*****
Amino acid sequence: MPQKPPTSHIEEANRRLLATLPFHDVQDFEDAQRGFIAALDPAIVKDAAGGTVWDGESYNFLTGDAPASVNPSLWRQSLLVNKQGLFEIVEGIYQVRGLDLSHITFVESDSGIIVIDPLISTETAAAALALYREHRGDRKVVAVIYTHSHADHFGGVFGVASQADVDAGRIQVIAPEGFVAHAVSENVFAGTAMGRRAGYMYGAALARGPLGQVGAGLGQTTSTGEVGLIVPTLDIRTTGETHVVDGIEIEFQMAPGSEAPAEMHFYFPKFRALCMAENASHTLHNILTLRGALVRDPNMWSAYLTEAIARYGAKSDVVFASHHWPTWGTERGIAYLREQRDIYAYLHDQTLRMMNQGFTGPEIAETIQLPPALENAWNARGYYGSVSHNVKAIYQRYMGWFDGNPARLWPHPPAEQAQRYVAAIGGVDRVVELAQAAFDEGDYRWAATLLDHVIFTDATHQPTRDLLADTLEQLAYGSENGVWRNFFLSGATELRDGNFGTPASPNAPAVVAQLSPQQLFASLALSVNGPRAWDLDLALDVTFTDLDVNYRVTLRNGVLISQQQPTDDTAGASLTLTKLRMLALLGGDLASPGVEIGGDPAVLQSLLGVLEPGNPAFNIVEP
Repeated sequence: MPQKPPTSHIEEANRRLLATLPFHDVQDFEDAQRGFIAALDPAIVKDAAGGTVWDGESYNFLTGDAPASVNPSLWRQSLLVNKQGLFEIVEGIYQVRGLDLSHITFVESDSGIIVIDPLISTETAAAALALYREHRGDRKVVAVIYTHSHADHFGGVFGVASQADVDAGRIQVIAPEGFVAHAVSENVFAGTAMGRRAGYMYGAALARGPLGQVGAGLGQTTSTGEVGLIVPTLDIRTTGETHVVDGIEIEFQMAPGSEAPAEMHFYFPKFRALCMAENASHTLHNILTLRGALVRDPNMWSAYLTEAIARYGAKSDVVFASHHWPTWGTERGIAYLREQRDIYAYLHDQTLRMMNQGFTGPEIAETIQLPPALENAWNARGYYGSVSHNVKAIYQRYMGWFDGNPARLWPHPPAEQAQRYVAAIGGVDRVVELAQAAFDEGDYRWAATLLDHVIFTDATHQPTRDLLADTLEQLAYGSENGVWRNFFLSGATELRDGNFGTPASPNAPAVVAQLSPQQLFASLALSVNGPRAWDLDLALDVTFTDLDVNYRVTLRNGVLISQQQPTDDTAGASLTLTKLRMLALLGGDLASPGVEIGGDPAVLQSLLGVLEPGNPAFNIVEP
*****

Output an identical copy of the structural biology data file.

Amino acid sequence: MPQKPPTSHIEEANRRLLATLPFHDVQDFEDAQRGFIAALDPAIVKDAAGGTVWDGESYNFLTGDAPASVNPSLWRQSLLVNKQGLFEIVEGIYQVRGLDLSHITFVESDSGIIVIDPLISTETAAAALALYREHRGDRKVVAVIYTHSHADHFGGVFGVASQADVDAGRIQVIAPEGFVAHAVSENVFAGTAMGRRAGYMYGAALARGPLGQVGAGLGQTTSTGEVGLIVPTLDIRTTGETHVVDGIEIEFQMAPGSEAPAEMHFYFPKFRALCMAENASHTLHNILTLRGALVRDPNMWSAYLTEAIARYGAKSDVVFASHHWPTWGTERGIAYLREQRDIYAYLHDQTLRMMNQGFTGPEIAETIQLPPALENAWNARGYYGSVSHNVKAIYQRYMGWFDGNPARLWPHPPAEQAQRYVAAIGGVDRVVELAQAAFDEGDYRWAATLLDHVIFTDATHQPTRDLLADTLEQLAYGSENGVWRNFFLSGATELRDGNFGTPASPNAPAVVAQLSPQQLFASLALSVNGPRAWDLDLALDVTFTDLDVNYRVTLRNGVLISQQQPTDDTAGASLTLTKLRMLALLGGDLASPGVEIGGDPAVLQSLLGVLEPGNPAFNIVEP
Repeated sequence: MPQKPPTSHIEEANRRLLATLPFHDVQDFEDAQRGFIAALDPAIVKDAAGGTVWDGESYNFLTGDAPASVNPSLWRQSLLVNKQGLFEIVEGIYQVRGLDLSHITFVESDSGIIVIDPLISTETAAAALALYREHRGDRKVVAVIYTHSHADHFGGVFGVASQADVDAGRIQVIAPEGFVAHAVSENVFAGTAMGRRAGYMYGAALARGPLGQVGAGLGQTTSTGEVGLIVPTLDIRTTGETHVVDGIEIEFQMAPGSEAPAEMHFYFPKFRALCMAENASHTLHNILTLRGALVRDPNMWSAYLTEAIARYGAKSDVVFASHHWPTWGTERGIAYLREQRDIYAYLHDQTLRMMNQGFTGPEIAETIQLPPALENAWNARGYYGSVSHNVKAIYQRYMGWFDGNPARLWPHPPAEQAQRYVAAIGGVDRVVELAQAAFDEGDYRWAATLLDHVIFTDATHQPTRDLLADTLEQLAYGSENGVWRNFFLSGATELRDGNFGTPASPNAPAVVAQLSPQQLFASLALSVNGPRAWDLDLALDVTFTDLDVNYRVTLRNGVLISQQQPTDDTAGASLTLTKLRMLALLGGDLASPGVEIGGDPAVLQSLLGVLEPGNPAFNIVEP